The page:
As someone that uses both the road and rail bridge to get from Fife to Parliament I fully understand the frustrations of commuters as they struggle to get to and from work.

I understand that the closure is especially having an impact on shift workers who many not be able to rely on public transport due to the hours that they work.

It is right that we do not take risks with the safety of the public and as such the Government were correct to shut the bridge due to structural faults.

I appreciate that Scotrail has laid on extra carriages for their peak time services but people are still being left at stations, or forced onto cramped conditions. Those who are taking the busses or car are also facing long delays on diversion routes.

It is important that the work to repair the bridge is carried out as quickly as possible to ensure that any disruption is kept to a minimum.

That is why I took the opportunity during the statement to ask for assurances from the Scottish Government that their timescale of having the bridge open by the new year will be met.

You can read a transcript of my question below:

Claire Baker MSP (Mid Scotland and Fife): It is clear from the questions in the chamber today that we would benefit from a parliamentary enquiry on this issue.

The Minister has said it is anticipated that the bridge is to be open for people returning to work in the New Year. How confident is he in the timescale and which factors might lead to a delay. It is obviously of great concern to commuters in Fife, particularly shift workers that we see the bridge open as soon as possible.  

Minister for Transport: The last briefing I had – which was just before I left the national traffic control centre where the multi-agency response is being coordinated to come to parliament – was the work is on track as per the timetable that has been published.

Factors that may change that, of course, is the fact that the works are weather dependent because we won’t have people working in unsafe conditions but we are working around the clock to get the bridge open as quickly as possible.

Claire raises Fairer Fife Commission in Parliament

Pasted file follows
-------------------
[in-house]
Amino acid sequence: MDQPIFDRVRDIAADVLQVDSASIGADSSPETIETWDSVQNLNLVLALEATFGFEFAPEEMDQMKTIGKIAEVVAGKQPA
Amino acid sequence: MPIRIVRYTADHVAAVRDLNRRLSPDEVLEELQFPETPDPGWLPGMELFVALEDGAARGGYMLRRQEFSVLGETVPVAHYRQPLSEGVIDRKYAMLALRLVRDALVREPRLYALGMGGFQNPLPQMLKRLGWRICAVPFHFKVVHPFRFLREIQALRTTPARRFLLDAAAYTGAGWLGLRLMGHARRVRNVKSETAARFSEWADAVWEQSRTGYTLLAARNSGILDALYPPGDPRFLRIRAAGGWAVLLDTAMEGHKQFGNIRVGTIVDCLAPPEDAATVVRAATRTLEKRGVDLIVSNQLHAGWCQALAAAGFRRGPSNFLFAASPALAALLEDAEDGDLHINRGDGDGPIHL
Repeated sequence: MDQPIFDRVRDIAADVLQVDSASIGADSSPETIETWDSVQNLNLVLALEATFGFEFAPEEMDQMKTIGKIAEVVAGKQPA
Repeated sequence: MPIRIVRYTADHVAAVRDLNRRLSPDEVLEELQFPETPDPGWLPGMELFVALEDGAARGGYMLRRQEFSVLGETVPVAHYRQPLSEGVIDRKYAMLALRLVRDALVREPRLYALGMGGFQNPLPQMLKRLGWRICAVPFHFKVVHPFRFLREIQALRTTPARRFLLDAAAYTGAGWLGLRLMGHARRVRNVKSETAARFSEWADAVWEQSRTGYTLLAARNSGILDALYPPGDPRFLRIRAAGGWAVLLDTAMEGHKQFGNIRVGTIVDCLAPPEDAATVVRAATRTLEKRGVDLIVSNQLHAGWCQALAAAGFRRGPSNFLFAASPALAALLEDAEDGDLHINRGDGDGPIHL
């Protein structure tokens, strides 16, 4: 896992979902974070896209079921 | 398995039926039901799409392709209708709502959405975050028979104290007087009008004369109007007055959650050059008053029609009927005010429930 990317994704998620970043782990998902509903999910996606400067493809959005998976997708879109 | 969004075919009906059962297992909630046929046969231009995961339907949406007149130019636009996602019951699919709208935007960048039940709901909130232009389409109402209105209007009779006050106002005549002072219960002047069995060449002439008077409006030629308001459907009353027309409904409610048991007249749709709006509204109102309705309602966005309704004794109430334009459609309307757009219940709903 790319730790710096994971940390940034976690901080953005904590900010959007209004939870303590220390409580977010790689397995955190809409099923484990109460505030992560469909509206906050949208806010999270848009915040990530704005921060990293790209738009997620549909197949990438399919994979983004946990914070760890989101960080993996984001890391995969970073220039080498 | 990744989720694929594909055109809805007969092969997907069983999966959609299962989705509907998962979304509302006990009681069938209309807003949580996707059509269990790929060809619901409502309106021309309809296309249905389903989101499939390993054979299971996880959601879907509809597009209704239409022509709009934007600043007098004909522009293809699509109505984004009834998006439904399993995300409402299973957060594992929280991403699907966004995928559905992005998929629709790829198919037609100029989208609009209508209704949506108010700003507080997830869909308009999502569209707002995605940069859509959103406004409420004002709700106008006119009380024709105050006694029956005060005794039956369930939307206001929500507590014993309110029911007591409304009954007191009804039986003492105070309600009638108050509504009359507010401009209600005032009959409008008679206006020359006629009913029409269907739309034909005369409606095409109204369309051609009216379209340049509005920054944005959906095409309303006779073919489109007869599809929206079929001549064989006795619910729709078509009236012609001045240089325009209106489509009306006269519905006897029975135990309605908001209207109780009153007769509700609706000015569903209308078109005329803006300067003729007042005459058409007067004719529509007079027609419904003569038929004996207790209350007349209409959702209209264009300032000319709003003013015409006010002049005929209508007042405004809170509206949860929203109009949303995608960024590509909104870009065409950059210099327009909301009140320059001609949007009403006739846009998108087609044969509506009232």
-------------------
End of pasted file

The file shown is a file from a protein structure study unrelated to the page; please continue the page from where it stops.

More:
During Portfolio Questions in the Scottish Parliament I tackled the Education Secretary on tackling the attainment gap in Fife and used the opportunity to highlight the launch of Fairer Fife Commission’s report ‘Fairness Matters’ which took place this week in Kirkcaldy.

The Fairness Matters report recommends that “all schools in Fife…develop and deliver a plan for significantly reducing the educational attainment gap…based on what is proven to work and with dedicated financial and in-kind support.”

The report is right to highlight the work that needs to be done to address inequality and poverty throughout the Kingdom and I welcome their recommendations. They will draw together partners and provide a focus for tackling poverty in the region.

Fife Council has made great strides in tackling educational attainment in our schools and their work is a positive example for other local authorities throughout Scotland. Continue reading

Claire publishes Jennie Lee Pamphlet

Over the weekend I was delighted to launch my pamphlet celebrating the work of the famous Fife politician Jennie Lee at well-attended events at the Lochgelly Institute and Edinburgh University.

Launching the pamphlet in Jennie Lee’s hometown and also at her old university, it was great to be able to count on the support of so many people that still love and appreciate all that she has done for arts and the Labour movement.

As someone who has grown up in Fife I know all about the work of Jennie Lee and the respect held for her by those who knew her. That is why I was determined to mark the 50th anniversary of her ground-breaking white paper.

Her story is a great one to tell. Like Jennie, I am a former pupil of Beath High School and I was delighted to be joined by the headteacher and senior pupils as well as pupils from Benarty Primary School keen to learn about Jennie Lee.

I was also delighted that Kevin Sayers from Fife Council was able to come along and talk about the work Fife Council is undertaking with community groups to recognise Jennie’s legacy in the upcoming years.

Jennie Lee is an inspirational figure for young people in the Fife area and I am pleased that my pamphlet kick starts recognition of her work.